Under the supervision of licensed professionals, UF masters and doctoral students offer counseling and group therapy on issues ranging from anger-management to self-esteem, body image, violence and suicide.
“People that are struggling … will come together and just talk about stuff and have a support club,” Casanova said. “Its a really nice support group to have for teens.”
In addition to individual counseling, each school incorporates some of its own aspects into the program. A notable example is Buchholz High Schools Life is Greater Helping Teens Survive (LIGHTS) club.
The LIGHTS club was created in 2011 by a group of students to help a friend suffering from depression. LIGHTS teaches students how they can prevent bullying. It also helps students who suffer from abuse or mental health issues.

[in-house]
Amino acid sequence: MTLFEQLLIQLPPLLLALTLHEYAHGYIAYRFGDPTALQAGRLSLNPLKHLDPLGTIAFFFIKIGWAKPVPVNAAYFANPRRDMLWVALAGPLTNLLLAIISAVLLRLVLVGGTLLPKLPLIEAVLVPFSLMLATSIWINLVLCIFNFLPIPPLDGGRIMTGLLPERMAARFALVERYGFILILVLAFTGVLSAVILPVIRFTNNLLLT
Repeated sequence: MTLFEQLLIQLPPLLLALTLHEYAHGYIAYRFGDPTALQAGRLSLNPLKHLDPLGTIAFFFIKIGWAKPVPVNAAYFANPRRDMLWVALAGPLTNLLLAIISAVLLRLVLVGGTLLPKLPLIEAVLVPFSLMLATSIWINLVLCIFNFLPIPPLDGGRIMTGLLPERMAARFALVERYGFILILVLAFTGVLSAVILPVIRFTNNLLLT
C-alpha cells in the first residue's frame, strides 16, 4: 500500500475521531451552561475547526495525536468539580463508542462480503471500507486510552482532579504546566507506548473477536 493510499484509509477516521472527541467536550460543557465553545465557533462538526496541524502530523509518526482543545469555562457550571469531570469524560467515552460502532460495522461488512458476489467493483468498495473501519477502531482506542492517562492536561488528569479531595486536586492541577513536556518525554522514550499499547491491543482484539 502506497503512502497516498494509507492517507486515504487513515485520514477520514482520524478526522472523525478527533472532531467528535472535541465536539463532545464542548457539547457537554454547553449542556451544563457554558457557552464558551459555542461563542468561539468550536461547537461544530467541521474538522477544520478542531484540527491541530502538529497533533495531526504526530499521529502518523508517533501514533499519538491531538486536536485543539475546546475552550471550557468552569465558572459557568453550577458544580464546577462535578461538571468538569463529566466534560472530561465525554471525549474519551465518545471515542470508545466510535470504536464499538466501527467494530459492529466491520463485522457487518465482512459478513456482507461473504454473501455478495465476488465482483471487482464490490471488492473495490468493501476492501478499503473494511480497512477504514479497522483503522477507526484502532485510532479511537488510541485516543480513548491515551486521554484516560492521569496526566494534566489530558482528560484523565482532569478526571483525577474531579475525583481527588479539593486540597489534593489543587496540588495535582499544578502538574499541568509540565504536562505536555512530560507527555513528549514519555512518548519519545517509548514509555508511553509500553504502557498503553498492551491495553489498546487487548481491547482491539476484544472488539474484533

“LIGHTS hopes to be a place where any student can feel safe and feel heard,” said Kirsten Flamand, the clubs sponsor and a Buchholz teacher. “We’ve had some really vulnerable students stop by our club, and our kids are very accepting and supportive.”
The club meets twice a month where the members engage in discussion about various issues, such as depression, bullying and relationships. They make their presence known to the school by offering support to those students who may suffer from these issues. Club members have even reached out to the families of two suicide victims who were Buchholz students. They attended the funerals, sent flowers and planted a tree to honor the students.
“The anti-bullying movement and suicide prevention are issues on everyone’s radar,” Flamand said. “Many people are ready to help.”
PALS is not the only anti-bullying resource in Alachua County. The River Phoenix Center for Peacebuilding was founded in 2011 as a means to reduce violence among young people and create a peaceful environment with effective conflict management strategies.
Programs include communication and self-esteem courses, restorative justice and police and youth dialogue. Through these, the organization has teamed up with several schools in order to promote peacebuilding and nonviolent conflict management as a means to end bullying.